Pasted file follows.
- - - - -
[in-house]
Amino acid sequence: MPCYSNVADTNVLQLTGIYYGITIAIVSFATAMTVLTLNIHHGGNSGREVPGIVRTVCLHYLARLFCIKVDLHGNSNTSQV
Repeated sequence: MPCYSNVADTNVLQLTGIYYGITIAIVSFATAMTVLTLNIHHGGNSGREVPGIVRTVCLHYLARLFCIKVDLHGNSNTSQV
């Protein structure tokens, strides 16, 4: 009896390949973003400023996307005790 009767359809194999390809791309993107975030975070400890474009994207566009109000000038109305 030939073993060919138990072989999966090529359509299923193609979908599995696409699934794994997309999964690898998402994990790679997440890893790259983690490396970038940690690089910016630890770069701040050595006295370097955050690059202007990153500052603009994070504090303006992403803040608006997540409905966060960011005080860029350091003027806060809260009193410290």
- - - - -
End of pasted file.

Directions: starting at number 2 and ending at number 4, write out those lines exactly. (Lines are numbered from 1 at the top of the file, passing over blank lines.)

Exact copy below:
Amino acid sequence: MPCYSNVADTNVLQLTGIYYGITIAIVSFATAMTVLTLNIHHGGNSGREVPGIVRTVCLHYLARLFCIKVDLHGNSNTSQV
Repeated sequence: MPCYSNVADTNVLQLTGIYYGITIAIVSFATAMTVLTLNIHHGGNSGREVPGIVRTVCLHYLARLFCIKVDLHGNSNTSQV
């Protein structure tokens, strides 16, 4: 009896390949973003400023996307005790 009767359809194999390809791309993107975030975070400890474009994207566009109000000038109305 030939073993060919138990072989999966090529359509299923193609979908599995696409699934794994997309999964690898998402994990790679997440890893790259983690490396970038940690690089910016630890770069701040050595006295370097955050690059202007990153500052603009994070504090303006992403803040608006997540409905966060960011005080860029350091003027806060809260009193410290």